Date: Tue, 9 Jul 2002 11:14:18 -0400
Reply-To: Quentin McMullen <QuentinMcMullen@WESTAT.COM>
Sender: "SAS(r) Discussion" <SAS-L@LISTSERV.UGA.EDU>
From: Quentin McMullen <QuentinMcMullen@WESTAT.COM>
Subject: automated log-checking
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The subject of automated methods to scan a log for errors/warnings/bad notes
seems to come up every month (as in concurrent thread "Easy Tracking of
Errors"). I thought it might be useful to have a broad conversation about
What methods have you used to automate log-checking?
What traps have you fallen into? (as Peter Crawford mentioned to me at
SUGI, a trusted but poorly designed log-scanner is a very dangerous thing
What bells-and-whistles have you added that you really like?
I'm thinking about SAS solutions, that would be automatically invoked after
a program has been submitted (or as part of that program). But of course
non-SAS solutions are always interesting as well. Here are some of my own
It seems to me that when I review the log scanning macros I've seen (e.g Li
and Troxell NESUG 2001 paper, and posted code by Ron Fehd, Meredith Clark,
Joe DeShon and others, and my own initial attempts), I really like the
approach taken by Li and Troxell. One of the important questions for a
log-scanning utility is what to do with various NOTE: messages. Most of the
code I have seens on SAS-L includes a list of NOTEs that should be included
in an error report. Li and Troxell argue for the opposite approach: give
the macro a list of NOTEs to exclude and report everything else by default.
(Actually, better than that, their macro includes a parameter for
include/exclude, and a parameter to name a dataset listing the notes,
and...). This seems the safer route, especially as I frequently come across
new (to me at least) NOTEs when playing with procedures I haven't used
before, and of course it's not unheard of for the actual text of a a NOTE to
change from version to version. In general, it seems much easier to add a
new exclusion than to recognize that you have omitted an inclusion.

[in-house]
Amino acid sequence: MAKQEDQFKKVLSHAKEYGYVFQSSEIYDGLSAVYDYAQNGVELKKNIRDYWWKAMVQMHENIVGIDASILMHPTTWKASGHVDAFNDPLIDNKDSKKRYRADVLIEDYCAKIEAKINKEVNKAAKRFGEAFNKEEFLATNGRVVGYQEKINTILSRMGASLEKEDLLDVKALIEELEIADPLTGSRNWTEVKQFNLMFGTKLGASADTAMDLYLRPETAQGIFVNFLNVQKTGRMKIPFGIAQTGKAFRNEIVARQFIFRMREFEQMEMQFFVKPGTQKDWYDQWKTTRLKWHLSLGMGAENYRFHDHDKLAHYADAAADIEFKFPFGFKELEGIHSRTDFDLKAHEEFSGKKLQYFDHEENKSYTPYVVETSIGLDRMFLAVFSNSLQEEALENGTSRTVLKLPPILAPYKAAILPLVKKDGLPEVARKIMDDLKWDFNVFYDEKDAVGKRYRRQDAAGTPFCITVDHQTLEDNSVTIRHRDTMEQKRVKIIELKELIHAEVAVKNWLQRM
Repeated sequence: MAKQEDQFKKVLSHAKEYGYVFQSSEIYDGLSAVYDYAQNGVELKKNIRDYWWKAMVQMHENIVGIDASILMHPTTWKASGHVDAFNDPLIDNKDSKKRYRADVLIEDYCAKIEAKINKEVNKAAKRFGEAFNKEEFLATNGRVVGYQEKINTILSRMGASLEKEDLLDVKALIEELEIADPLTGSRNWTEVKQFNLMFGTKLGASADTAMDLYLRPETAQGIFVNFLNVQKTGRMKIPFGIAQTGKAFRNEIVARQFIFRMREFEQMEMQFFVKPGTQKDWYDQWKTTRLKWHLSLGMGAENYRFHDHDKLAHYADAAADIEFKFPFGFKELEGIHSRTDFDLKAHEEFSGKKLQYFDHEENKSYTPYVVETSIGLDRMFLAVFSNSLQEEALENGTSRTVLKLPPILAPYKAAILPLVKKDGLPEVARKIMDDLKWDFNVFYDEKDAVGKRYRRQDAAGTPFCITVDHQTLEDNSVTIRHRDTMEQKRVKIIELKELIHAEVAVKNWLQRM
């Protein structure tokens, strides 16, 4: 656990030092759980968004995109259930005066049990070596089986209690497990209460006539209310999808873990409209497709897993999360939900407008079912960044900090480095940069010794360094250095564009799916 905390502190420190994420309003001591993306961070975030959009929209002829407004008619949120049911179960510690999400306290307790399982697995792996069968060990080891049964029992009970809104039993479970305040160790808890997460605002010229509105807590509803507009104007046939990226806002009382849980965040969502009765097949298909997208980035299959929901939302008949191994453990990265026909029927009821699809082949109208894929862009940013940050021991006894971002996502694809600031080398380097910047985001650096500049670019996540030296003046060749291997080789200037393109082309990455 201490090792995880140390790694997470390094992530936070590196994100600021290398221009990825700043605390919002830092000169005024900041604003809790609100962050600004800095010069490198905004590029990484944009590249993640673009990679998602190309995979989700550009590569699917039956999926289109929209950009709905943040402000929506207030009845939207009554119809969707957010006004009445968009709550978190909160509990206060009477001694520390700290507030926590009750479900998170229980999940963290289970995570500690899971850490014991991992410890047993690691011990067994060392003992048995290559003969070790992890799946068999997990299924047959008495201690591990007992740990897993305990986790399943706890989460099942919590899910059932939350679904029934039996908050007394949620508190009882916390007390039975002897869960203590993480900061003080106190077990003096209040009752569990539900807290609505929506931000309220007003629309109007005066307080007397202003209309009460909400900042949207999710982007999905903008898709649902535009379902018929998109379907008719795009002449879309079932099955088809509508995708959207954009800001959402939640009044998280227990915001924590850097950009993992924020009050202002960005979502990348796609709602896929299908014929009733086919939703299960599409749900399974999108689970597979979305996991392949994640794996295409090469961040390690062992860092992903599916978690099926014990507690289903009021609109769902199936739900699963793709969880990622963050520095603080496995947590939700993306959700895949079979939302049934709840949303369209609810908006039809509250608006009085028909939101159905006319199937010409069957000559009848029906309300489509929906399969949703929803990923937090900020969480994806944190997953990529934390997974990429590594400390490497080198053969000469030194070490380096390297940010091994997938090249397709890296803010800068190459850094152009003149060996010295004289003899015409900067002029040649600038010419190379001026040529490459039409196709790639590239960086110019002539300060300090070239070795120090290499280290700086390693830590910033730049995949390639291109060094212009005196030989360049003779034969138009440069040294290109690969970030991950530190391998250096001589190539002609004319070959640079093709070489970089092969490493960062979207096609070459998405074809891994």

As for pitfalls, one that I have fallen into, and I think some others have
as well, was to search for the word "ERROR:" (note the colon as part of the
string), which will miss errors such as:
ERROR 180-322: Statement is not valid or it is used out of proper order.
Perhaps this is too general. Here are some more specific questions.
1. How do you "prepare" the log for scanning? That is, do you use altlog
or printto to redirect the log to another file? Or do you run in batch and
then scan programName.log?
2. Once you have the log sitting somewhere, how do you find the
errors/notes? I have seen some code that reads in an entire line, then uses
index() or indexw(). Other code reads in just the first 20 characters or so
of each line. Still other code creates a SAS dataset containing select
lines of the log, which can then be subset via a where statment using
Line NOT LIKE "NOTE: % records were read from the infile %."
3. Once you have identified all of the problematic messages, where/how do
you like to report them? I could imagine them being appended to the main
output file, or as a separate file, or emailed, or...
4. How has writing/using an automated log checking program changed your
coding practices? Just having played with this myself, it has made me less
likely to use the word "error" in my code. Instead of coding: IF <bad> then
put "ERROR: something bad", I will code something like: IF <bad> then put
"ER" "ROR: something bad" or in macro, %if &bad %then %put ER%str()ROR:
something bad. Also, although my super-ego knows it's good to avoid
automatic conversions, I find the presence of an error report helps my ego
maintain control over the laziness of my id.
Ok, enough rambling, any thoughts welcome.